Even campaigns that are specific to the web can use Foursquare to create a strong community.  For example, a rather new technology startup I’m working with – 33needs – has created a Foursquare brand. Our mission at 33needs is to help crowdfund for startup companies focused on social impact.  We’re using Foursquare to help drive foot traffic to other businesses and merchants with a focus on positive social impact by adding “Tips” at these locations, create a community of socially conscious shoppers and eventually reward these shoppers with “badges”.  This will also help us at 33needs to connect with these great merchants and create more of a word-of-mouth marketing strategy for our website.  This idea can be replicated for any type of online campaign.

Tying It Together With Limited Resources

As with most nonprofits, you and your team probably don’t have the time or manpower to sit at your computer all day long to stare at your Facebook, Twitter and Foursquare pages.  If you have an employee dedicated to your social media outreach that’s great! For those of you who don’t here are some tips:

  • Set aside about 15-20 minutes, twice a day to catch up with your online community, respond to any questions or comments they have, post relevant news about your organization/news articles you’ve found, etc.  You really don’t have to sit at your computer all day long to be fully engaged with your online fans!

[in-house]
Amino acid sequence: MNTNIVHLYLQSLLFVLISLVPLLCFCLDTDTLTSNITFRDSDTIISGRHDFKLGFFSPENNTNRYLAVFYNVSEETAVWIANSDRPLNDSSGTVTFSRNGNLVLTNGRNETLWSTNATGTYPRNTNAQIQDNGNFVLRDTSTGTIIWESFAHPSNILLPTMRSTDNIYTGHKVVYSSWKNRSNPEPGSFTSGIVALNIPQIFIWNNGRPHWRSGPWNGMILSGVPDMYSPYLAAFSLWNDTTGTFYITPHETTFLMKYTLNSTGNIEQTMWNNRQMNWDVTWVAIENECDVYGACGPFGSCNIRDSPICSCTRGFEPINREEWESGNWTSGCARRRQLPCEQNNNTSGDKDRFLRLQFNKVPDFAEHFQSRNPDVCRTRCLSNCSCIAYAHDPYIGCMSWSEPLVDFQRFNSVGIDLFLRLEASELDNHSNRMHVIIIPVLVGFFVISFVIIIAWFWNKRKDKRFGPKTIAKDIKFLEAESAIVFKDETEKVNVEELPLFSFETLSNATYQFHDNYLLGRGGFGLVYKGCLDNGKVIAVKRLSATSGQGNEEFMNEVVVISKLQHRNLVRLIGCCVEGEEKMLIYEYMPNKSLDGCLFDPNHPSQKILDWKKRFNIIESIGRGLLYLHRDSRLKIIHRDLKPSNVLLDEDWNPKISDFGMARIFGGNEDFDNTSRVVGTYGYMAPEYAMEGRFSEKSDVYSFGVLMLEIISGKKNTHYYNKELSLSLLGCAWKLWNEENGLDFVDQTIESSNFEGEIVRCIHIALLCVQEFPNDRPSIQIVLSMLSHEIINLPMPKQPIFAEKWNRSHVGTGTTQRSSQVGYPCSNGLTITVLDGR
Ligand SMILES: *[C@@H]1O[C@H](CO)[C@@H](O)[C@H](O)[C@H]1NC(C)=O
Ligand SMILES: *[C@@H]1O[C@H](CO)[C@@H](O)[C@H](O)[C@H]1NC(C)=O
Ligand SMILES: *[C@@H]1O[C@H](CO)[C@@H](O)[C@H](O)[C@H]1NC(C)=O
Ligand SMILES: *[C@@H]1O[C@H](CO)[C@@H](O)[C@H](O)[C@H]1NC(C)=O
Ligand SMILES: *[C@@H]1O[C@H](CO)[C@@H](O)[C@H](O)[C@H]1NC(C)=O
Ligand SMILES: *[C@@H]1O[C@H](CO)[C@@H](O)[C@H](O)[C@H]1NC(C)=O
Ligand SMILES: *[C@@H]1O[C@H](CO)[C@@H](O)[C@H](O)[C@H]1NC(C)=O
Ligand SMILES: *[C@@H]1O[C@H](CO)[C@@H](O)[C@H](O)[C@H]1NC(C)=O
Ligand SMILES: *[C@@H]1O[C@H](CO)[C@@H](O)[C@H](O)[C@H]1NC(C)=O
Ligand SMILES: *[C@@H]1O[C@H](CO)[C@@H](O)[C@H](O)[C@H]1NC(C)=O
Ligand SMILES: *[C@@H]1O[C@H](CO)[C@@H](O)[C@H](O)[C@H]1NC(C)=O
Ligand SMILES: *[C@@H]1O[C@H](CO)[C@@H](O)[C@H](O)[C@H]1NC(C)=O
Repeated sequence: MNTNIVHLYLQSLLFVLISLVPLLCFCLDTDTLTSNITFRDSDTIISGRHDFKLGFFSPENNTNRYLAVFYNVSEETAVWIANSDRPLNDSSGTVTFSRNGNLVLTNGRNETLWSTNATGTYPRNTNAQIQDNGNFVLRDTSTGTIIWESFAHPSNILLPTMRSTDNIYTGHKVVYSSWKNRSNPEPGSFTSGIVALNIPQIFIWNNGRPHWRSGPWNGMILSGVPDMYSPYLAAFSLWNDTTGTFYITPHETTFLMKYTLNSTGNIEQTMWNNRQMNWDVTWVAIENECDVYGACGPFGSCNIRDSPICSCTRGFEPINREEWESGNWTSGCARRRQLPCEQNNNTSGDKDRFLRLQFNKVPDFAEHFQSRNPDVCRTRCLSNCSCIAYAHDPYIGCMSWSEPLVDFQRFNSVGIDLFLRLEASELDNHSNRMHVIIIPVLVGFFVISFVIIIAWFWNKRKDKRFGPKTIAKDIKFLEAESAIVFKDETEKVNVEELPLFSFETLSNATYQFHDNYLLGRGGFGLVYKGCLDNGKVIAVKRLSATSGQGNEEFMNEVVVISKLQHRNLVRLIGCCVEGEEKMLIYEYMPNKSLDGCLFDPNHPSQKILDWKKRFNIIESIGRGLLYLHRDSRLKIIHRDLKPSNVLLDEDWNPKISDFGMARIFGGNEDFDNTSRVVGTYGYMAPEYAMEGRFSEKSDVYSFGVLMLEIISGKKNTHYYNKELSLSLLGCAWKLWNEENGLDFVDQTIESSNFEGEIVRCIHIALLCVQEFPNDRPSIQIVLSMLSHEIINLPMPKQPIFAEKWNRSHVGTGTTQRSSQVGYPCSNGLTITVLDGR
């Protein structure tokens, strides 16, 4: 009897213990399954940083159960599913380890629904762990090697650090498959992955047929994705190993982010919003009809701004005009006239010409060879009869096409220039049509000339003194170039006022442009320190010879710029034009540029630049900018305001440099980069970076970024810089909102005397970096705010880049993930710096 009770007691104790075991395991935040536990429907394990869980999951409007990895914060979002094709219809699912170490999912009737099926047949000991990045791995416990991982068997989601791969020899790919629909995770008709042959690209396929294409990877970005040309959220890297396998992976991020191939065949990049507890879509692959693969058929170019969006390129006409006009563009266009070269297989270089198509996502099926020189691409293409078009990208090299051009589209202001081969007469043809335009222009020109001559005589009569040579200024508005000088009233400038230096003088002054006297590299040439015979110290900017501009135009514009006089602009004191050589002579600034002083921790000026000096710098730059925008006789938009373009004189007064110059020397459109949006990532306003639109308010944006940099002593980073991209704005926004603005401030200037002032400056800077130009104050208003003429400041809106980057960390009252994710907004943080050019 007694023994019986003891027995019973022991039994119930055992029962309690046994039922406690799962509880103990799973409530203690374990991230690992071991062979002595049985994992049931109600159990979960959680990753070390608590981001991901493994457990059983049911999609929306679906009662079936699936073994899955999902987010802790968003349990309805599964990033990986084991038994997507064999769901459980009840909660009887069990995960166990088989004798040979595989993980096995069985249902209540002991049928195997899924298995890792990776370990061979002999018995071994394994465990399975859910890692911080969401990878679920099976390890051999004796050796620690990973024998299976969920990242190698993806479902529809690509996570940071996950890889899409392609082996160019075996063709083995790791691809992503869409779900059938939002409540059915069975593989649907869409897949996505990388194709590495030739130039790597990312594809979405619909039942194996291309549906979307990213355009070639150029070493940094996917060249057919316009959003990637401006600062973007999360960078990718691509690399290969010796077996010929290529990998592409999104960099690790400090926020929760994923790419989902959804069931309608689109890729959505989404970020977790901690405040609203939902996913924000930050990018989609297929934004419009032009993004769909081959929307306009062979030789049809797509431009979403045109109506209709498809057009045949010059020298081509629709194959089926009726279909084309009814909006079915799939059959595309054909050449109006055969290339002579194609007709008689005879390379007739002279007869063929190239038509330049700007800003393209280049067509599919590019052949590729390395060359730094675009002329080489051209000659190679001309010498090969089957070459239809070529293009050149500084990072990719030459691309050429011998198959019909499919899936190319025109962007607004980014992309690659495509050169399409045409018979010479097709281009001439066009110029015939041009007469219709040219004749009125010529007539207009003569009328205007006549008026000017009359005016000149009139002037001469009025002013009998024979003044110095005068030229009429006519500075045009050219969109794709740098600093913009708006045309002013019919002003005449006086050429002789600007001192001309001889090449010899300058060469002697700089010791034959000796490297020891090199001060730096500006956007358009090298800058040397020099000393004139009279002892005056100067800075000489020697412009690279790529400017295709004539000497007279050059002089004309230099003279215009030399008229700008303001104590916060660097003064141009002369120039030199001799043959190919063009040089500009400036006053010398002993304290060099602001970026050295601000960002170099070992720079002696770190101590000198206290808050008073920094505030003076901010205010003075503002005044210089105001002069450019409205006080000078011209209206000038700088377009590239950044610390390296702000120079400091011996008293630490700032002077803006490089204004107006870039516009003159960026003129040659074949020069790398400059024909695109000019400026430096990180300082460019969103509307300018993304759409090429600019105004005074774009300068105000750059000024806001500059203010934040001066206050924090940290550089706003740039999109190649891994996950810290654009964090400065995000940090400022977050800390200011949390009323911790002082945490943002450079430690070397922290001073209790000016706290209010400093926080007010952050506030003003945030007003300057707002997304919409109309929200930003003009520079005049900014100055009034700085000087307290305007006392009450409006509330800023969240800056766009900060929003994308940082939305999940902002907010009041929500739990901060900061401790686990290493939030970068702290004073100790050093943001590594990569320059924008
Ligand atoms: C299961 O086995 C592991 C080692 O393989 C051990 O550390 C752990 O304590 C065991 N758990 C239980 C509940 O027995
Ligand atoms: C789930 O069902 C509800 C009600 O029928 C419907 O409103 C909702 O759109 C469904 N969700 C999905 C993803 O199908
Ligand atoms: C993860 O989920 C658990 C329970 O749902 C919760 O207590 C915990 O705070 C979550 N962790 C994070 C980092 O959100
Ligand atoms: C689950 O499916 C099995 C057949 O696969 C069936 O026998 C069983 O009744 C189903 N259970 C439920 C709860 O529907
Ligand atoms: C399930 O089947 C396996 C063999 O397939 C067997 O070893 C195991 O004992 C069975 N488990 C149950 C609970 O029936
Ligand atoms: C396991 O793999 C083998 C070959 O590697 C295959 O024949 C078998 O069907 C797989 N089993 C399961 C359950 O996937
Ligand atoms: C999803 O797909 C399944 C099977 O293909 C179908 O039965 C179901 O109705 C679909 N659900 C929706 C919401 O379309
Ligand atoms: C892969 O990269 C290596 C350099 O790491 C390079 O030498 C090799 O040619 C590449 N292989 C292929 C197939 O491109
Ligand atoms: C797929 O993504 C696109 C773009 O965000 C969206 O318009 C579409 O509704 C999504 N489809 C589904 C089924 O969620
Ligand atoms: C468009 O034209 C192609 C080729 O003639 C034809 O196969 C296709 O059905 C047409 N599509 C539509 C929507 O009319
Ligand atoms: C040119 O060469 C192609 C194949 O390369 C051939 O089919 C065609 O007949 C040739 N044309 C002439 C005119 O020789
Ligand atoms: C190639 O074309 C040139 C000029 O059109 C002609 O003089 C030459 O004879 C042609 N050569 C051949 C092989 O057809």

• Try using applications such as HootSuite or TweetDeck, where you can post to your Facebook, Twitter and Foursquare accounts all at once.
  • Create Google Alerts to inform you whenever your organization is mentioned online (typically on blogs/news articles) so you can respond to the mention and send the link to your supporters.
  • Give some of your co-workers access to your social media account so it’s more of a team effort.  However, make sure everything is fully coordinated and that each employee has read and understands the social media strategy of your organization, and the tone you are trying to set online.   It’s great to get different perspectives.
  • Use social media analytics platforms like Crowdbooster or WildFire for deeper analysis of your social media presence and figure out what works/doesn’t work for your community.

The last tip I’ll leave you all with is the most important one.  Be sure to always…

Engage through transparency!


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I’m Lovin’ the (Survey)Monkey!


Looks like hard work pays off!

Last night – errr, early this morning (around 3am) – I received an email from one of the top Survey Monkey Marketers asking if I’d like them to feature me, my idea for SoGo (which has since changed – new post needed on that), and my survey on their company blog!  I’m putting together some final edits of the pitch and my goals with SoGo and sending them over.

I’ll update everyone as soon as it’s posted.  This is an exciting time!


5 Facebook Giving Campaign Success Stories


Found this story on Mashable a few days ago, and thought people would find it interesting. Written by Sarah Kessler, it highlights five great organizations who used Facebook to create fundraising campaigns. What do you think of these campaigns? Had you heard of them before?

Article5 Facebook Giving Campaign Success Stories.


(Four)Square for Nonprofits. It’s Not the School Yard Game.